This year is on track to be the worst for measles in more than a decade, according to new numbers released Thursday by the U.S. Centers for Disease Control and Prevention. And people who refuse to vaccinate their children are behind the increasing number of outbreaks, health officials say.
The U.S. had 159 cases of measles from Jan. 1 through Aug. 24, according to the CDC. If that trend continues, there will be more cases in 2013 than in any year since 1996, when about 500 cases were reported. The number would also surpass that of 2011, when there were 222 cases.
Measles cases in the United States numbered in the hundreds of thousands before the advent of vaccination, and dropped dramatically throughout the 1960s. The disease was thought to have been eradicated in 2000, but the numbers have recently crept back up, largely because of visitors from countries where measles is common and because of vaccine objectors within the United States. Nearly two-thirds of the reported cases happened in three outbreaks in communities where many people don't vaccinate their children for religious or philosophical reasons.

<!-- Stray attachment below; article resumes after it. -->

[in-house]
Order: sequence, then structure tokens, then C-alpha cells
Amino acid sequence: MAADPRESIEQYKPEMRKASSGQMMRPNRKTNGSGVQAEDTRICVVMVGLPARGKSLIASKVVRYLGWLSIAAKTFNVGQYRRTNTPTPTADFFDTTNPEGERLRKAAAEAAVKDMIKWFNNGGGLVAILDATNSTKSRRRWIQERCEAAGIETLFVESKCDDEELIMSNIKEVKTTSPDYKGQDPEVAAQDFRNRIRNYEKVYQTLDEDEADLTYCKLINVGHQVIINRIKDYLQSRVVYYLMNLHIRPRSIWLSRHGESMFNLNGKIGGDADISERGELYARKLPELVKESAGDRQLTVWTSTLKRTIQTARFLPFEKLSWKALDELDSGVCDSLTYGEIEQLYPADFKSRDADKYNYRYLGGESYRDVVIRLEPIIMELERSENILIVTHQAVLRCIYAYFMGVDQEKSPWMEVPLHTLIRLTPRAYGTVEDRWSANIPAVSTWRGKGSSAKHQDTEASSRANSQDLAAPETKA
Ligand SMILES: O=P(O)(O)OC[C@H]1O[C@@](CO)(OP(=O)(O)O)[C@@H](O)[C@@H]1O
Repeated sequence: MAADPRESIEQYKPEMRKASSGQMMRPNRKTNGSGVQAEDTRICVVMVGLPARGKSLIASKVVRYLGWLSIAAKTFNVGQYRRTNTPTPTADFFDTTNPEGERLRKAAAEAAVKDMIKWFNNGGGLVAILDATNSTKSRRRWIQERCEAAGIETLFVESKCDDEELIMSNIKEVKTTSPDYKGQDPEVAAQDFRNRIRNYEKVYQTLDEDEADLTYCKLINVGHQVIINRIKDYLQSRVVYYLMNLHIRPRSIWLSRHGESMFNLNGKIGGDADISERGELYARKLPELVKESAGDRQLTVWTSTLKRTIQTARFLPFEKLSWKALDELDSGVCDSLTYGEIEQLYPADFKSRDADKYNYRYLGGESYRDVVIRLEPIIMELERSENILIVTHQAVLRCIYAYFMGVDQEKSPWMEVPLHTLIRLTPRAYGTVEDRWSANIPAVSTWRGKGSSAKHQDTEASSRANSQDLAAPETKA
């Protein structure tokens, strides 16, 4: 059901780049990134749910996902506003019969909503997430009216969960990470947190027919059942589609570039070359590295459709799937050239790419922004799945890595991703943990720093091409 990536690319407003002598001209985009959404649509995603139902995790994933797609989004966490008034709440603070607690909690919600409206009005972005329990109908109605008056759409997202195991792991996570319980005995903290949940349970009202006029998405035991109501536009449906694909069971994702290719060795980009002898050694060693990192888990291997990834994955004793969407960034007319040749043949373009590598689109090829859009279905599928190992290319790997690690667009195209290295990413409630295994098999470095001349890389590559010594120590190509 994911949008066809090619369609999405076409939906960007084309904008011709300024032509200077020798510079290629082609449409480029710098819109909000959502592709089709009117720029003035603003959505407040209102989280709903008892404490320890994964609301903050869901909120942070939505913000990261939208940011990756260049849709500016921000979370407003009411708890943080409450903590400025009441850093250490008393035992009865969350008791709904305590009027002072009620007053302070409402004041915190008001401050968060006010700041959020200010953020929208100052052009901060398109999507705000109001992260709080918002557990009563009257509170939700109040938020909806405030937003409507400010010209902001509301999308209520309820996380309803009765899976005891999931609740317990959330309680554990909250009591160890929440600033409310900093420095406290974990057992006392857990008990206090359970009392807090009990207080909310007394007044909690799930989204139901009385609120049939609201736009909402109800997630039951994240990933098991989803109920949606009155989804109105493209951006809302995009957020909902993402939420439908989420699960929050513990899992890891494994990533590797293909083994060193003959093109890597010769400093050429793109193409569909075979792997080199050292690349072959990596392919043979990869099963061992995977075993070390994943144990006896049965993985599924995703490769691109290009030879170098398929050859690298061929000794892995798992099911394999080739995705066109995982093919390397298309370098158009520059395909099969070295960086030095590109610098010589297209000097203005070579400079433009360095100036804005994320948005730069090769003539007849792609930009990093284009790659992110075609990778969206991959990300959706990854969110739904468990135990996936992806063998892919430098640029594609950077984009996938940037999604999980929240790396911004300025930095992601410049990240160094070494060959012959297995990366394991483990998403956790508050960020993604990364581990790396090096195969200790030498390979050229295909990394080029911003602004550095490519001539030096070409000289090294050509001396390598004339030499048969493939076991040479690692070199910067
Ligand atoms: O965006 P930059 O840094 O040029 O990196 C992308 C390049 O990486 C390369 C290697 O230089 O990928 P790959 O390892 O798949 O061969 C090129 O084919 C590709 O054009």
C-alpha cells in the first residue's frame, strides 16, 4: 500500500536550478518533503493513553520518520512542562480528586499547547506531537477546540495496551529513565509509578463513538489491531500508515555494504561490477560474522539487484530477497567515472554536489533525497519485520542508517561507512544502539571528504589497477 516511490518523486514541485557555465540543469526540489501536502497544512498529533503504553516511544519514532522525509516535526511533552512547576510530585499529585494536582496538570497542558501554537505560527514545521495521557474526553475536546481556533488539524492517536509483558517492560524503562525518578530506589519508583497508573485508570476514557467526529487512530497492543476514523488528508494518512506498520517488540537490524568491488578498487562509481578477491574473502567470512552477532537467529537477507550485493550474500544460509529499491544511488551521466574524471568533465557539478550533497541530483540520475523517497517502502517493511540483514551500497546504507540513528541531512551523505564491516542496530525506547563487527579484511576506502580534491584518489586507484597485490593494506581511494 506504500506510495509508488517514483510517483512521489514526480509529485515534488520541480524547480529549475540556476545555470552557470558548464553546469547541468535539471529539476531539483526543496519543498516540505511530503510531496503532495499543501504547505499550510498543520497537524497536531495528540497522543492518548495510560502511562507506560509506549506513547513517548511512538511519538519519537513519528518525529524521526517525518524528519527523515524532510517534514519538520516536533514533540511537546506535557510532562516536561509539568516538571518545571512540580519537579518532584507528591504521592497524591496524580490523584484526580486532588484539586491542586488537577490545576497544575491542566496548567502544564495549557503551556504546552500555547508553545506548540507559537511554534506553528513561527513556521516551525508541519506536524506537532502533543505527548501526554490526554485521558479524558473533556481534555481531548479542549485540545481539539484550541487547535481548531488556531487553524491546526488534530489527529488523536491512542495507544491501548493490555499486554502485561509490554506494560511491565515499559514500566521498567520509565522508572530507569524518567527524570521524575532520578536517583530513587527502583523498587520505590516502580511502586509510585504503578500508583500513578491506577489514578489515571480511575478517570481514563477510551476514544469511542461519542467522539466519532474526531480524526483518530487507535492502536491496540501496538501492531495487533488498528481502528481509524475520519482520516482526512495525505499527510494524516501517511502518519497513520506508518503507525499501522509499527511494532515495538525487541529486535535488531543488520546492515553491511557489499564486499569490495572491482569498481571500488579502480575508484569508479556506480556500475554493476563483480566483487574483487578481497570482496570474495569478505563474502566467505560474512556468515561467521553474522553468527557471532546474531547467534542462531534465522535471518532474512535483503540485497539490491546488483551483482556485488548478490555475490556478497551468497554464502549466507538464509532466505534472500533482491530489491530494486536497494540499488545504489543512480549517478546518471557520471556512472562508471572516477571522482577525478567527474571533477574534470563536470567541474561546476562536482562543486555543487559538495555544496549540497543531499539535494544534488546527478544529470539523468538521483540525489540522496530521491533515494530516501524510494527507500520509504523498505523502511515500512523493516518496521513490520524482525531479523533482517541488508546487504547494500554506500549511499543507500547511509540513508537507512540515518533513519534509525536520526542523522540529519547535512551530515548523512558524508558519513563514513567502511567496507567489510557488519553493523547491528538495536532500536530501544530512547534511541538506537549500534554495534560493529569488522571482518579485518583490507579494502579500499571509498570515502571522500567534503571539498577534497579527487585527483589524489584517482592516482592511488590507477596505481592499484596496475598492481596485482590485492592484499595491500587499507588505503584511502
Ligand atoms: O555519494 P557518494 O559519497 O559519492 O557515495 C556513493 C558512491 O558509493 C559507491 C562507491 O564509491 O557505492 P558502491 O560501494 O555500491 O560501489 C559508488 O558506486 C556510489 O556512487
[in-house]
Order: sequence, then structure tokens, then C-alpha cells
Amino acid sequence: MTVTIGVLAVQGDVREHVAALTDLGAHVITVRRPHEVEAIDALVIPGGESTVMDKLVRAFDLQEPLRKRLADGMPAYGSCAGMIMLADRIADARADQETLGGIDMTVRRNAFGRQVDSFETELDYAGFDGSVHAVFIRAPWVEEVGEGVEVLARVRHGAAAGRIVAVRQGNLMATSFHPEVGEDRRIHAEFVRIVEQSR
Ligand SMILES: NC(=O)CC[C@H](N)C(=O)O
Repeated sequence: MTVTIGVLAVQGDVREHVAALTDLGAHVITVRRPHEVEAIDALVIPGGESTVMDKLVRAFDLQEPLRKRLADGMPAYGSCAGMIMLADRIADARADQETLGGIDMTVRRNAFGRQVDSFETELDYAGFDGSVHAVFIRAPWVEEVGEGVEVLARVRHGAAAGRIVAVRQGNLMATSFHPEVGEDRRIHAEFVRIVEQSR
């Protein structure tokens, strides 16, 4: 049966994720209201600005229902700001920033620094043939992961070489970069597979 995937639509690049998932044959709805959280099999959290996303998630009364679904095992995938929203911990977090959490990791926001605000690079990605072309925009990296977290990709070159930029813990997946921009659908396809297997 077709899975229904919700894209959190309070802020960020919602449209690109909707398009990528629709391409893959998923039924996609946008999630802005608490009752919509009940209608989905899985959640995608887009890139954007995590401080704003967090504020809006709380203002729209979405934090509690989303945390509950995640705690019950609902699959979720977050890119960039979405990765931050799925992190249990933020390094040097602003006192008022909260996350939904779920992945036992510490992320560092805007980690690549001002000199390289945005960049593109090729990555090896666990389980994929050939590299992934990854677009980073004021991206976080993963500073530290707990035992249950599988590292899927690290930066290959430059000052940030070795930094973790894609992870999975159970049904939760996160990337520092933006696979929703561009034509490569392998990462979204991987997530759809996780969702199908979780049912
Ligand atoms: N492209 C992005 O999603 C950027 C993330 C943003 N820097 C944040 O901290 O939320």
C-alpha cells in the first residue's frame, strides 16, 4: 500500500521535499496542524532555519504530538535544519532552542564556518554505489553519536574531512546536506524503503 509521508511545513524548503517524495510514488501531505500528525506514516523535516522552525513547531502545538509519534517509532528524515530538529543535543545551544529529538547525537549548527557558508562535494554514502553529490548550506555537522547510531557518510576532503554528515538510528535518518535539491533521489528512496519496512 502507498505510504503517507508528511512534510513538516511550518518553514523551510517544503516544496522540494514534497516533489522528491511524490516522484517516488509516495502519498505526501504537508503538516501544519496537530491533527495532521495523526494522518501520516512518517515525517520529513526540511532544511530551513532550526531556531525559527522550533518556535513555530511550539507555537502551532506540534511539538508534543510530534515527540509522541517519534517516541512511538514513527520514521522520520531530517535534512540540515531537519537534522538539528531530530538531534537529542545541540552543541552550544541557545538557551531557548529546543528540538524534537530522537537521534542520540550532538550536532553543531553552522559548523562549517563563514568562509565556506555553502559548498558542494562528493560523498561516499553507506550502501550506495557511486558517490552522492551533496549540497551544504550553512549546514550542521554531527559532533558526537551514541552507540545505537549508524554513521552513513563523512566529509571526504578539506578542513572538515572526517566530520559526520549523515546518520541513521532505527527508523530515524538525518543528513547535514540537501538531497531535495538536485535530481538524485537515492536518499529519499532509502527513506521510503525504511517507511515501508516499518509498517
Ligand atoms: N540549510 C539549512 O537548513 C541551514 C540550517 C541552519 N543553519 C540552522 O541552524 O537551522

"This is very bad. This is horrible," said Dr. Buddy Creech, a pediatric infectious disease expert at Vanderbilt University who was on a telephone briefing with the CDC Thursday morning. "The complications of measles are not to be toyed with, and they're not altogether rare."
According to the CDC, one to three out of every 1,000 children in the United States who get measles will die from the disease, even with the best of care. Even if complications such as pneumonia and encephalitis aren't deadly, they can make children very sick; in 2011, nearly 40% of children under the age of 5 who got measles had to be treated in the hospital.
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